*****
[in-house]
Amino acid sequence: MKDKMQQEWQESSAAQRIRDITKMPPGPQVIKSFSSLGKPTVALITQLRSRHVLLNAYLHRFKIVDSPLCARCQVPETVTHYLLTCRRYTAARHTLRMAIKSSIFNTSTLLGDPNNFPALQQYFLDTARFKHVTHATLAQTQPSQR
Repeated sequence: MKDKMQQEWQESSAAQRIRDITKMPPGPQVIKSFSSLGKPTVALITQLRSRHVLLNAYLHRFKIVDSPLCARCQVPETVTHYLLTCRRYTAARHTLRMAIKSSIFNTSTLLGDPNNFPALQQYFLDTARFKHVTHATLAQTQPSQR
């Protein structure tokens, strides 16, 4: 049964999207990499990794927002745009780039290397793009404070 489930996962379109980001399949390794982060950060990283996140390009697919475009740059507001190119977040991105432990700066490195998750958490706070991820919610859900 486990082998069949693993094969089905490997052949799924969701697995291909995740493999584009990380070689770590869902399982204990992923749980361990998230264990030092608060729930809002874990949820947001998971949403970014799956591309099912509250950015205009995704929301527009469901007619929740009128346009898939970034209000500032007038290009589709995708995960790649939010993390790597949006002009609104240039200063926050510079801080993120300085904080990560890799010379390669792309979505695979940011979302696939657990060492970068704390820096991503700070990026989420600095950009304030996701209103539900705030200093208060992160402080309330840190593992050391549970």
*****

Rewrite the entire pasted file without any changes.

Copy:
[in-house]
Amino acid sequence: MKDKMQQEWQESSAAQRIRDITKMPPGPQVIKSFSSLGKPTVALITQLRSRHVLLNAYLHRFKIVDSPLCARCQVPETVTHYLLTCRRYTAARHTLRMAIKSSIFNTSTLLGDPNNFPALQQYFLDTARFKHVTHATLAQTQPSQR
Repeated sequence: MKDKMQQEWQESSAAQRIRDITKMPPGPQVIKSFSSLGKPTVALITQLRSRHVLLNAYLHRFKIVDSPLCARCQVPETVTHYLLTCRRYTAARHTLRMAIKSSIFNTSTLLGDPNNFPALQQYFLDTARFKHVTHATLAQTQPSQR
């Protein structure tokens, strides 16, 4: 049964999207990499990794927002745009780039290397793009404070 489930996962379109980001399949390794982060950060990283996140390009697919475009740059507001190119977040991105432990700066490195998750958490706070991820919610859900 486990082998069949693993094969089905490997052949799924969701697995291909995740493999584009990380070689770590869902399982204990992923749980361990998230264990030092608060729930809002874990949820947001998971949403970014799956591309099912509250950015205009995704929301527009469901007619929740009128346009898939970034209000500032007038290009589709995708995960790649939010993390790597949006002009609104240039200063926050510079801080993120300085904080990560890799010379390669792309979505695979940011979302696939657990060492970068704390820096991503700070990026989420600095950009304030996701209103539900705030200093208060992160402080309330840190593992050391549970």